Holiday reading that can set you up in the New Year? Here’s how to get five reports that will put a surprise in your stocking, and why.
Here in Digestville, we see an especially big flow, at year’s end, of new reports from research organizations, government departments, private enterprise and especially NGOs.
We’ve seen five, this holiday season, that are especially worth devoting some pillow time to.
1. The USDA’s crop land report.
What: An in-depth analysis of U.S. land use patterns released this week by the U.S. Department of Agriculture shows total cropland decreased by 34 million acres from 2002 to 2007, the lowest level since USDA began collecting this data 1945.
The surprise: No sign of the ethanol-fueled land-use change that supposed to be going on all throughout this period?
Get it if: You run into food-vs-fuel or land conversion issues in your work.
How to get it. It’s a free download from the USDA, here.
2. LUX Research’s winners-and-losers report on new and emerging technologies in the field.
What: Lux Research applied the Lux Innovation Grid to rate technology developers in the alternative fuels field, in a report titled, “Refining Alternative Fuels Innovators into Winners and Losers.” “The alternative fuels space is hitting puberty, painfully. Some companies are reaching scale and raking in revenues, while others are going bankrupt, missing milestones, laying off employees, and squandering millions,” said Andrew Soare, Lux Analyst and the lead author of the report.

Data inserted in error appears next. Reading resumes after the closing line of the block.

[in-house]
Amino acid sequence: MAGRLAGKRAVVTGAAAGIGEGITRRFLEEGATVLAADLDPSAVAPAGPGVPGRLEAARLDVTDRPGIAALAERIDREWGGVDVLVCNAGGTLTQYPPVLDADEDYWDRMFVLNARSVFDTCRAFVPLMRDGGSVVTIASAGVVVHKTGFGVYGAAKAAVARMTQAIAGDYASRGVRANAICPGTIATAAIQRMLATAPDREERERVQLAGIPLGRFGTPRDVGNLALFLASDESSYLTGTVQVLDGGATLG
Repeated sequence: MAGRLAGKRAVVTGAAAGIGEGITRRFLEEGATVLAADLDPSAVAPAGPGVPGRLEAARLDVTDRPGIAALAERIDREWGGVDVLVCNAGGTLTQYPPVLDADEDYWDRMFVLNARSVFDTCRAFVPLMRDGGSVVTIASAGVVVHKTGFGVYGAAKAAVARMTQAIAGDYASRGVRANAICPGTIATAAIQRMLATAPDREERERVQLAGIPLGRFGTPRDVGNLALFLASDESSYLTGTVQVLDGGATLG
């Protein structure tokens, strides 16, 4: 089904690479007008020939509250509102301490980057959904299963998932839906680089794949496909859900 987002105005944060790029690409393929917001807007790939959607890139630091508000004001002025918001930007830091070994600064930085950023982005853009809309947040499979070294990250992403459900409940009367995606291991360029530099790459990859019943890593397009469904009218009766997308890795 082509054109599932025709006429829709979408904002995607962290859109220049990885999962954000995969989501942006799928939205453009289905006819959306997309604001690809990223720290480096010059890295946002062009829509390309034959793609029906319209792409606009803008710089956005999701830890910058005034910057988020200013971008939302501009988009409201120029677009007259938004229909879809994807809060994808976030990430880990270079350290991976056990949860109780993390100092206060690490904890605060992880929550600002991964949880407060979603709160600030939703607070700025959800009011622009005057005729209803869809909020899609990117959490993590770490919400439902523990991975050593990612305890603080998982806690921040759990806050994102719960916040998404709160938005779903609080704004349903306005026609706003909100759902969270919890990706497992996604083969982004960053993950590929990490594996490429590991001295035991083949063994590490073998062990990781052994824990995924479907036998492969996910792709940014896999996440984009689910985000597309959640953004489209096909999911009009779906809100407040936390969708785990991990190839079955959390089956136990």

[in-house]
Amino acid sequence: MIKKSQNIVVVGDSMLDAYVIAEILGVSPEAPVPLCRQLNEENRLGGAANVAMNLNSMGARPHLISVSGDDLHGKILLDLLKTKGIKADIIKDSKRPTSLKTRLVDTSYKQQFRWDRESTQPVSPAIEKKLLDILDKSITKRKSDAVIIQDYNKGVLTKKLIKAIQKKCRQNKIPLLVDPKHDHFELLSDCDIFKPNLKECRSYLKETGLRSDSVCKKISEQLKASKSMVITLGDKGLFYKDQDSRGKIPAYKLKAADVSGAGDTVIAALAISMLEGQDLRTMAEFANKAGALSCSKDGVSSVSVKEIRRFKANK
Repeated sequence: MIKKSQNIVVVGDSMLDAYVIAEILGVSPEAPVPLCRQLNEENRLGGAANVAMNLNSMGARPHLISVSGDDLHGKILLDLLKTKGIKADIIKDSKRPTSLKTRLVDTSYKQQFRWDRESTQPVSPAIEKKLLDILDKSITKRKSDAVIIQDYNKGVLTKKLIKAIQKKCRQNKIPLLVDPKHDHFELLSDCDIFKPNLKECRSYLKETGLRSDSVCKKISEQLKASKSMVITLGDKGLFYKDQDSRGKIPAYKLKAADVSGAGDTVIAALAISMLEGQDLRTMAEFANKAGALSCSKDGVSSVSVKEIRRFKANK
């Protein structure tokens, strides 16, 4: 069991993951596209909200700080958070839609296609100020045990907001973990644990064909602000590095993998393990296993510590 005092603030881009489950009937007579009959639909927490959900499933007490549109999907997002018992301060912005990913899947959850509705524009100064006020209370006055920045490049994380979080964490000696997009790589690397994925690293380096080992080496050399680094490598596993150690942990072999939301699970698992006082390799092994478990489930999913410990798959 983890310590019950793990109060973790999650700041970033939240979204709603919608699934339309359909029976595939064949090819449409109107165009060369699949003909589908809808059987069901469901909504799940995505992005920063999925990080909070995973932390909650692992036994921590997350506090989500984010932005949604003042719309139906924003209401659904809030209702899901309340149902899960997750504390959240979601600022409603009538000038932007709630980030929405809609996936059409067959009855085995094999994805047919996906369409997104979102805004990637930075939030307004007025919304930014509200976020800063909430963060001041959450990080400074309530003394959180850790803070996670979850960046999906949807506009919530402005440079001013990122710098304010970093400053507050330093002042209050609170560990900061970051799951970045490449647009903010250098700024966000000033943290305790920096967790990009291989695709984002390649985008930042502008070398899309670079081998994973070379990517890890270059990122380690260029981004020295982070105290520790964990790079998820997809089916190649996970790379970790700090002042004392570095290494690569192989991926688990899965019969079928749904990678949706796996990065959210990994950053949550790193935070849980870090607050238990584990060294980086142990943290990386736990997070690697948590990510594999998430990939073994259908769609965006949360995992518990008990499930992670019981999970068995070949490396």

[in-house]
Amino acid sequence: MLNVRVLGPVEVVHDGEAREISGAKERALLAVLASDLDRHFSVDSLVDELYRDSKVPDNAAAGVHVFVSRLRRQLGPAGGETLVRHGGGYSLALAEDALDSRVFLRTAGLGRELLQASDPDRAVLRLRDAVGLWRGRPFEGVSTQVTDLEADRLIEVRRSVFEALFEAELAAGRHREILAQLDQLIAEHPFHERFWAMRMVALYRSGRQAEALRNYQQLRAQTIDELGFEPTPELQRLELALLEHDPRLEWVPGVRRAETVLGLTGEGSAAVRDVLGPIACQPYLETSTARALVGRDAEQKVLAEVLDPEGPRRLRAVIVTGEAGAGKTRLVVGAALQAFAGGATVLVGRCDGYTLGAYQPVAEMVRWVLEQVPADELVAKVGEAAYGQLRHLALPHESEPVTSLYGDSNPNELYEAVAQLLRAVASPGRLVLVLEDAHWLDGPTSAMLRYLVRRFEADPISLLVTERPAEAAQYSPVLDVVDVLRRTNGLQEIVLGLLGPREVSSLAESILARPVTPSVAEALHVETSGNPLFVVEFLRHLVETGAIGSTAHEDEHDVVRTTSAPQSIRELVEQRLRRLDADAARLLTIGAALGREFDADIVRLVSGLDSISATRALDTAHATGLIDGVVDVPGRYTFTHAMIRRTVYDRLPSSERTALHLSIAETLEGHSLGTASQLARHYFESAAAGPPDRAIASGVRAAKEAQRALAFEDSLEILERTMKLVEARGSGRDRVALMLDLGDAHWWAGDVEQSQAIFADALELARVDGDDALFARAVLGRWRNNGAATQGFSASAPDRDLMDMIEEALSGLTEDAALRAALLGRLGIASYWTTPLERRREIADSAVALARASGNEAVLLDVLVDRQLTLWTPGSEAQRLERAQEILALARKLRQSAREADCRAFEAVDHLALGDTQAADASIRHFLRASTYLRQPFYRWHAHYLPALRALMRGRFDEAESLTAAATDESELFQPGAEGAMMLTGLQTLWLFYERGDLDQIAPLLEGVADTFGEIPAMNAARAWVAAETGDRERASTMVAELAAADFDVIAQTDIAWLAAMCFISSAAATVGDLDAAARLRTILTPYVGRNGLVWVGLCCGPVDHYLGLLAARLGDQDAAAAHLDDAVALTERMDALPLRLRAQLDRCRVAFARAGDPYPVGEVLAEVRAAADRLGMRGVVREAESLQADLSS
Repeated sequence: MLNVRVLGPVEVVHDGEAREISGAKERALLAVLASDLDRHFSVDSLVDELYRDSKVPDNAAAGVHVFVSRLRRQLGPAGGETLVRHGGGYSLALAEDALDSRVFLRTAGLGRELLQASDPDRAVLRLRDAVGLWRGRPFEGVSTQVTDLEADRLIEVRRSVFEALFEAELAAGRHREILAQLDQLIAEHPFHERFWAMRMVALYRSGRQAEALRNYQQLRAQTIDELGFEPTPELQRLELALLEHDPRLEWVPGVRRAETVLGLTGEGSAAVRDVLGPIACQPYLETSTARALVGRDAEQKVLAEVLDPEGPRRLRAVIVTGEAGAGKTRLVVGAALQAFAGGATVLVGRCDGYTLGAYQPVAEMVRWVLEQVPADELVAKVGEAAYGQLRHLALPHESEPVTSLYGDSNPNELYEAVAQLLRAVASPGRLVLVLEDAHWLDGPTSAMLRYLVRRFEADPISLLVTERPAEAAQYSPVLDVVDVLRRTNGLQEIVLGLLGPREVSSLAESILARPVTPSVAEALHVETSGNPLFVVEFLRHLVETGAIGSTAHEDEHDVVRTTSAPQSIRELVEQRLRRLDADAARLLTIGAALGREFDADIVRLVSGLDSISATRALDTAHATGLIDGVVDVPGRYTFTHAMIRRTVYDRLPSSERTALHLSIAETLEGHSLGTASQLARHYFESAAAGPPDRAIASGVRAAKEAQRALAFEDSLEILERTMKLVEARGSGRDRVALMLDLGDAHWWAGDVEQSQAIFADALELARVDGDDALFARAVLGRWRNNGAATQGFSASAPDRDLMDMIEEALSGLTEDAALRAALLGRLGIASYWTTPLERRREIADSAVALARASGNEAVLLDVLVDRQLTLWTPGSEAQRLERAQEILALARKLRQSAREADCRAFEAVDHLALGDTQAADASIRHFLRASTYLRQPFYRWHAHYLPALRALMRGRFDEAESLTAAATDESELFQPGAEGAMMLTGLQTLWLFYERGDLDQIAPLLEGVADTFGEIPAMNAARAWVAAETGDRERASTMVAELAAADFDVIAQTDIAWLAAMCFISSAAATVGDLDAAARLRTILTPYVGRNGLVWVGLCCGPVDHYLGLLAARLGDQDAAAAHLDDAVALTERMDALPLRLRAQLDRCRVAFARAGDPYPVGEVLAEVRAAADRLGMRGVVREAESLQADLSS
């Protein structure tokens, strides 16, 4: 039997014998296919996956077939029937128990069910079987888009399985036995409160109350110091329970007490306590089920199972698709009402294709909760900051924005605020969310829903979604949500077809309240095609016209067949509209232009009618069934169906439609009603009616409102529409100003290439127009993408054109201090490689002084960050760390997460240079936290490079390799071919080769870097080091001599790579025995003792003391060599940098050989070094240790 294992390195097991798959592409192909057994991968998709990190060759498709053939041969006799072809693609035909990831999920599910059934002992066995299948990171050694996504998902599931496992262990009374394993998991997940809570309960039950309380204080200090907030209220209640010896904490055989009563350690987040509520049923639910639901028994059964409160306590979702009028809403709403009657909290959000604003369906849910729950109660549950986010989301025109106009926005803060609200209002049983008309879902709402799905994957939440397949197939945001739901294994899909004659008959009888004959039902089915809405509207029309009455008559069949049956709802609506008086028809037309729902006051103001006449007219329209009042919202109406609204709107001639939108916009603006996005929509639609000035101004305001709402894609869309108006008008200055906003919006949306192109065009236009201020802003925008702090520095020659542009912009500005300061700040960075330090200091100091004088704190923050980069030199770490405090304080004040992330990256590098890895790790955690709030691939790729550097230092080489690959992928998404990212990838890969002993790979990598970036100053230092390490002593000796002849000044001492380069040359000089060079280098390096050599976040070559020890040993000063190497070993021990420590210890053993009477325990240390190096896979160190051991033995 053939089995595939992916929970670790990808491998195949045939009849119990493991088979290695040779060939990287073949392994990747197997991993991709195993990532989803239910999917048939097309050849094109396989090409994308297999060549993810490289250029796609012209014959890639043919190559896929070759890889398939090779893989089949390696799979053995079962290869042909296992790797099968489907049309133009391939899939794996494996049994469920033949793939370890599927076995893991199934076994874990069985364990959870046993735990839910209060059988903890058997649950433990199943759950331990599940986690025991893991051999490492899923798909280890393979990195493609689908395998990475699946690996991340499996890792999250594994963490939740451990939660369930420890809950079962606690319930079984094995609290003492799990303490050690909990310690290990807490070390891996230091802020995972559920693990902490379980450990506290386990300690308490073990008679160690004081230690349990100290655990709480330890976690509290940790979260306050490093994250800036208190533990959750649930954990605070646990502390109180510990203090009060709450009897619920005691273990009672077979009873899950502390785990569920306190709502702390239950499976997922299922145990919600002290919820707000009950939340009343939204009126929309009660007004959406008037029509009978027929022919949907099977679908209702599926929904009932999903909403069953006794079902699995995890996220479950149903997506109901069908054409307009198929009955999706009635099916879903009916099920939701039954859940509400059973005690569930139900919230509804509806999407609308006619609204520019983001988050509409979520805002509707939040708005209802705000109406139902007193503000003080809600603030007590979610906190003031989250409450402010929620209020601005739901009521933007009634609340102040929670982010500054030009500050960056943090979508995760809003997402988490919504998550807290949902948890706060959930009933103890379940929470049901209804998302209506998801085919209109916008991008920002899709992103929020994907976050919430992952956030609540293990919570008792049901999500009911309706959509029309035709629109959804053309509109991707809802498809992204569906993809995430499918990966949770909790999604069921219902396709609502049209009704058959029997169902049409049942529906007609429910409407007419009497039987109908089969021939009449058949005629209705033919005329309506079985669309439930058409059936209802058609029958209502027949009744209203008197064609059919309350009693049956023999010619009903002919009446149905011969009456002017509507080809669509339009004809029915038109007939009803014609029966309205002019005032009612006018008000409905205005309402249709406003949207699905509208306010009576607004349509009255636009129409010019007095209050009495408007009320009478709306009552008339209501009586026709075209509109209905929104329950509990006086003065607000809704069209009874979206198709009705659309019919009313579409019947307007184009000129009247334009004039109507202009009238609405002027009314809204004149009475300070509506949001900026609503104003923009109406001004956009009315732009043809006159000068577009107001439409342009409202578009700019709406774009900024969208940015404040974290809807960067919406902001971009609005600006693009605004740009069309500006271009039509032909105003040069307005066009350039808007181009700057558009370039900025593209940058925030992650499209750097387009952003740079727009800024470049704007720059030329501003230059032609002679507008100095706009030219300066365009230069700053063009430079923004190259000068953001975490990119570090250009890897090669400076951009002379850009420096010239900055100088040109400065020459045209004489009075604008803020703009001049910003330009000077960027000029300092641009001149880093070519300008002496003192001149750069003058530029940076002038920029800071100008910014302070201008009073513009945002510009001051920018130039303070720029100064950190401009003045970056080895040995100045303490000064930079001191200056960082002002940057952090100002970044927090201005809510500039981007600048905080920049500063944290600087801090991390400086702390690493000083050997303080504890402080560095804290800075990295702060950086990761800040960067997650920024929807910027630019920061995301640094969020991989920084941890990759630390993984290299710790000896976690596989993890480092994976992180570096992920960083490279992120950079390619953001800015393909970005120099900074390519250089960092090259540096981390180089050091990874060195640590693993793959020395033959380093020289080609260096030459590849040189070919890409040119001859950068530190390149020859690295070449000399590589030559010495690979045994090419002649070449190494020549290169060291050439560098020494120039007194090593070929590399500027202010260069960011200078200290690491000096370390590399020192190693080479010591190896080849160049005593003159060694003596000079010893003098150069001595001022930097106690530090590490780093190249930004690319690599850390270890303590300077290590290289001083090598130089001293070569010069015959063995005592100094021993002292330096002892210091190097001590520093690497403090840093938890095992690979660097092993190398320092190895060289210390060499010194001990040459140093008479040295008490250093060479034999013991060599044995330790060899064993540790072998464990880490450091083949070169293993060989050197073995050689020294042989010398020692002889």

The surprise: No sign of POET, Abengoa, or KiOR in the headline-grabbing summaries of “winners”. But strong support for Codexis and Novozymes, Amyris, Solazyme, and Gevo, Enerkem, Agnion, Agilyx, BTG-BTL, and Ensyn.
Get it if: You are an investor or competitor in this space.
3. Can the UK meet its renewable transport fuel goals?
What: It’s a report from E4tech: “Development of illustrative scenarios describing the quantity of different types of bioenergy potentially available to the UK transport sector in 2020, 2030 and 2050.”
The surprise: Sustainability thresholds could constrict availability of biodiesel by 2020. Beyond then, overcoming market barriers and freeing up land areas globally could dramatically increase the availability of energy crops for lignocellulosic biofuels. In 2050, the total supply potential available in the Medium intensity scenario is ~80 % of the projected UK transport demand.
Get it if: You are looking at serving the UK market, or developing projects in the EU.
How to get it: A free download, available via Biofuels Digest.
4. What will the advanced biofuels industry look like in 5 years?
What: Well, it’s a video series, not strictly a report. But check it out.
The Advanced Biofuels Association is launching Biofuel STAT. Each episode of Biofuel STAT will feature the CEO of an ABFA member company answering three questions.
1 – What is the biggest challenge to growing your business?
2 – What is the next “aha moment” for America’s biofuels industry?
3 – What does the biofuels industry look like 5 years from now?
The surprise: It’s like attending a conference, only without the travel expense.
Get it if: You are working in, investing in, or analyzing the advanced biofuels space.
How to get it: You can view the series promo here.
5. The skinny on RINs – how are they working?
What: From Hart Energy, their new RINs Report, focusing on modeling for the Ethanol blendwall effects on the market.
The surprise: Very counter-intuitive results: the blend wall reduces market for sugarcane ethanol that is at a premium to corn ethanol.
Get it if: You are distributing, buying, or making corn-starch ethanol or any form of advanced biofuels in or for the US market.